A half-mile in I reached my prescribed heartrate and I started to let people pull away. I would venture to guess 30-35 people in front of me at mile 1 where I recorded a 6:12 mile. Ahead I could see the leader in bright red shorts making a turn already about 30 seconds ahead of me. I let the HR go up just a couple of beats in mile 2 and very comfortably hit 6:26. I was running in a strung out group of 5 or 6 people at this point and was having fun watching the reactions of guys as the lead woman just ahead of me would pass them. The absolute first rule of performing your best in endurance racing is to set your ego free. It's also one of the hardest rules for a very competitive person. At almost the exact moment we hit mile 3, a guy ran past our little group. It probably looked like I took off after him but all I was doing was taking my HR up another 8-10 beats. That was a pretty big jump and my mile 3 split dropped to 5:53. I would spend the next 7 miles "chasing" that guy...into a harsh Northern headwind. At first he pulled away and opened up about a 200-meter gap. I stayed true to my plan as the two of us methodically picked off runner after runner.

Now every once in a while I prove to myself that I'm not really a smart man. And it had been a while so I was due. During my past 2 months of training things had been going great. But just one week ago I had a terrible long training run. Not terrible as in I ate wrong or I was tired. Terrible as in asthma-related. With some rain and Spring-like temps in Greenville, the plant life played a number on me. After the run, Janis and I wondered if taking a 'hit' of my inhaler in the middle of my run would help. Don't get ahead of me. Now, you have to know that for the last 3 years since I was diagnosed with allergy-induced asthma, very few of the drugs they prescribed have had ANY effect on my situation aside from a shot I get called Xolair. I quit using everything else almost as soon as I started - including my inhaler. I've taken it a few times before races in the past but again, I've seen no effect. So, call me a moron...or call me an experimental genius but today, I was going to try our little test.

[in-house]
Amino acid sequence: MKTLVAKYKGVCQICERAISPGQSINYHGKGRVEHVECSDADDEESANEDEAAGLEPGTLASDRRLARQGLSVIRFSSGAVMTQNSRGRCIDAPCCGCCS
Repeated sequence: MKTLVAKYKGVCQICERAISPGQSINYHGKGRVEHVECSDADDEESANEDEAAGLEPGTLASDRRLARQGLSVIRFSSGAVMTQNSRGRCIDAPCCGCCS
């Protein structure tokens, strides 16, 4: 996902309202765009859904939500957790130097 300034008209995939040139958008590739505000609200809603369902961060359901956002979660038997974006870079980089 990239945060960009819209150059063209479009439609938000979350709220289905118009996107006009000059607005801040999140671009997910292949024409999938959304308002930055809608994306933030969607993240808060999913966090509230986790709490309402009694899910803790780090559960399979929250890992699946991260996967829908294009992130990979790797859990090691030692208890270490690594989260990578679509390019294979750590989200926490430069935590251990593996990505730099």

I'm sure it's tough to spot me in this picture since I am dressed as a ninja, but if you look just in front of the yellow cones you can see me.

I certainly wasn't feeling bad, but my brain said "wait, how do you know that your lungs haven't been degrading faster becuase of your asthma during the run?" Which was a pretty good sentence for my brain at this point in a race. So just moments before I hit mile 10, when I was supposed to take my HR up for the last time, I took 2 large puffs of my inhaler. Hmmm. No "tingly" feeling like my lungs opening up. As a matter of fact, it felt like a normal breath. No change. I just held the inhaler for the rest of the race and kicked it up just the tiniest bit. I was closing in on the guy who passed me at mile 3 and at this point we had passed 15-20 runners along the way. I focused hard on his back on a long straightaway when it hit me. My first wheeze. It is the most ironic thing in the course of human physiology. I have been telling people for 3 years that I don't believe I actually have asthma becuase "...I've never even wheezed once in my life". Just under a minute had passed since I took a hit off my inhaler and now - after taking asthma medicine - I was wheezing. At first it came across as just something wierd like I swallowed a bug - or an elephant, but it quickly turned to a bit of fear. I thought "what have I done?" I hoped it didn't get worse or that I didn't go into shock or anything. As long as it remained a 'wheeze' and didn't turn into a 'gasp', I kept pushing. But my push was now limited to just 1 or 2 extra heartbeats instead of 5 or 6.